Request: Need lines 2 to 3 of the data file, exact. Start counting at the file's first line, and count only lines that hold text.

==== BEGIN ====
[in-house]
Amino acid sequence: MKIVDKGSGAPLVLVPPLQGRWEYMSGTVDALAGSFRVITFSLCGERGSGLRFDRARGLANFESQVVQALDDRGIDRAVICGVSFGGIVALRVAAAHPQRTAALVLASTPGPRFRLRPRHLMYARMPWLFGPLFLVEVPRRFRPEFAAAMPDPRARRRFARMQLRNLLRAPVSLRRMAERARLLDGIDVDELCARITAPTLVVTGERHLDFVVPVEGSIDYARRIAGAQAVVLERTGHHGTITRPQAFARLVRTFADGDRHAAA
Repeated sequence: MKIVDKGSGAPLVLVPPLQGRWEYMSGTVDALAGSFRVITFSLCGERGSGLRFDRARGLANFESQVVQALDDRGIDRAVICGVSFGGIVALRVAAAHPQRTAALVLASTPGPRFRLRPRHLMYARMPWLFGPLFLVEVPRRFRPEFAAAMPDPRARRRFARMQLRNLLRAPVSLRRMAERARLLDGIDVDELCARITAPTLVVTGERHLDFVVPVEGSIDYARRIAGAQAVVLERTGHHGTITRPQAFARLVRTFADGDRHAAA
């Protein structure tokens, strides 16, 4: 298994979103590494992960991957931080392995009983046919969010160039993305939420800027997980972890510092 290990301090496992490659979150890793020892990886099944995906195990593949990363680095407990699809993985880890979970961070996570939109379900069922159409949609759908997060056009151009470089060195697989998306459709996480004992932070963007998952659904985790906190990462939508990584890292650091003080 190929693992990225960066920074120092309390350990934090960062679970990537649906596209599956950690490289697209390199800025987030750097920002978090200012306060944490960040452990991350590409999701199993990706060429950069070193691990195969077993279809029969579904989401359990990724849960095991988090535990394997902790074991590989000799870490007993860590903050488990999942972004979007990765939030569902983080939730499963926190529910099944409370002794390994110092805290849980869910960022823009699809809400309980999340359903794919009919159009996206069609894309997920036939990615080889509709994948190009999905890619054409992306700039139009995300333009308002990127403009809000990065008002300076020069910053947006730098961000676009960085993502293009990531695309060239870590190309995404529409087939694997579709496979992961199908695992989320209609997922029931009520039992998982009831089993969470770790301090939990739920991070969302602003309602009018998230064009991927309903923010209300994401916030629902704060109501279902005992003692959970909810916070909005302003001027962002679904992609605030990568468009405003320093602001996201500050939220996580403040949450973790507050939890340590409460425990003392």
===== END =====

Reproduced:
Amino acid sequence: MKIVDKGSGAPLVLVPPLQGRWEYMSGTVDALAGSFRVITFSLCGERGSGLRFDRARGLANFESQVVQALDDRGIDRAVICGVSFGGIVALRVAAAHPQRTAALVLASTPGPRFRLRPRHLMYARMPWLFGPLFLVEVPRRFRPEFAAAMPDPRARRRFARMQLRNLLRAPVSLRRMAERARLLDGIDVDELCARITAPTLVVTGERHLDFVVPVEGSIDYARRIAGAQAVVLERTGHHGTITRPQAFARLVRTFADGDRHAAA
Repeated sequence: MKIVDKGSGAPLVLVPPLQGRWEYMSGTVDALAGSFRVITFSLCGERGSGLRFDRARGLANFESQVVQALDDRGIDRAVICGVSFGGIVALRVAAAHPQRTAALVLASTPGPRFRLRPRHLMYARMPWLFGPLFLVEVPRRFRPEFAAAMPDPRARRRFARMQLRNLLRAPVSLRRMAERARLLDGIDVDELCARITAPTLVVTGERHLDFVVPVEGSIDYARRIAGAQAVVLERTGHHGTITRPQAFARLVRTFADGDRHAAA